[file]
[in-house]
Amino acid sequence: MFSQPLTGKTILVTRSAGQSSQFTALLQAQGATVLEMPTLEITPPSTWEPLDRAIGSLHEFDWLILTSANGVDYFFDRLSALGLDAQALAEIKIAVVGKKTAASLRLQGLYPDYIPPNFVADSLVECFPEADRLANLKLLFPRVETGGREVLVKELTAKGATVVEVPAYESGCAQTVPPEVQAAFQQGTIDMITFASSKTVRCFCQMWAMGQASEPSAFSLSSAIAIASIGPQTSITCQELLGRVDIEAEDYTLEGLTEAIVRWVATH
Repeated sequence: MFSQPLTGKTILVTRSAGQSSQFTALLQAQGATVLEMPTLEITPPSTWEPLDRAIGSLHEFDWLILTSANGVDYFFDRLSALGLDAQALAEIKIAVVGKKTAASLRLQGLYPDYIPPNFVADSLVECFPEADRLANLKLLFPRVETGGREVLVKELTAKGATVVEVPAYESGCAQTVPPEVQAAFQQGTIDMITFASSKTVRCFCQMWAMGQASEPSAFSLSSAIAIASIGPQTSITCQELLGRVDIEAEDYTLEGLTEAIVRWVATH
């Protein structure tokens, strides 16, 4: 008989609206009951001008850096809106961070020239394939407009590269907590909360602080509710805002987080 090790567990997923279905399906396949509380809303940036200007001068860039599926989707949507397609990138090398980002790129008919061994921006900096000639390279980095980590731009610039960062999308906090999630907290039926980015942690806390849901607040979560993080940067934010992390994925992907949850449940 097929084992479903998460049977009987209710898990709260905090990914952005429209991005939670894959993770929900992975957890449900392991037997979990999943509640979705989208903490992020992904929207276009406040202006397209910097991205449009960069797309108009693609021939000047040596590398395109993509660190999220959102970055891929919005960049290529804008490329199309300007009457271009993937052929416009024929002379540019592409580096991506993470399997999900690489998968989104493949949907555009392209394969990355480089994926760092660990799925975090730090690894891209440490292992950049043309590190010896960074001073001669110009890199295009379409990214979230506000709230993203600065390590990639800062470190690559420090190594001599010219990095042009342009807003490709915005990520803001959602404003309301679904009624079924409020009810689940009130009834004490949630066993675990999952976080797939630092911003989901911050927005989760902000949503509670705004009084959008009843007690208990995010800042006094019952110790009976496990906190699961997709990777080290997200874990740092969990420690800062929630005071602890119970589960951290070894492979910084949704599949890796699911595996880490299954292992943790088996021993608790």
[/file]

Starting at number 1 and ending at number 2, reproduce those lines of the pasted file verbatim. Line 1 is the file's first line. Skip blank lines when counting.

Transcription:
[in-house]
Amino acid sequence: MFSQPLTGKTILVTRSAGQSSQFTALLQAQGATVLEMPTLEITPPSTWEPLDRAIGSLHEFDWLILTSANGVDYFFDRLSALGLDAQALAEIKIAVVGKKTAASLRLQGLYPDYIPPNFVADSLVECFPEADRLANLKLLFPRVETGGREVLVKELTAKGATVVEVPAYESGCAQTVPPEVQAAFQQGTIDMITFASSKTVRCFCQMWAMGQASEPSAFSLSSAIAIASIGPQTSITCQELLGRVDIEAEDYTLEGLTEAIVRWVATH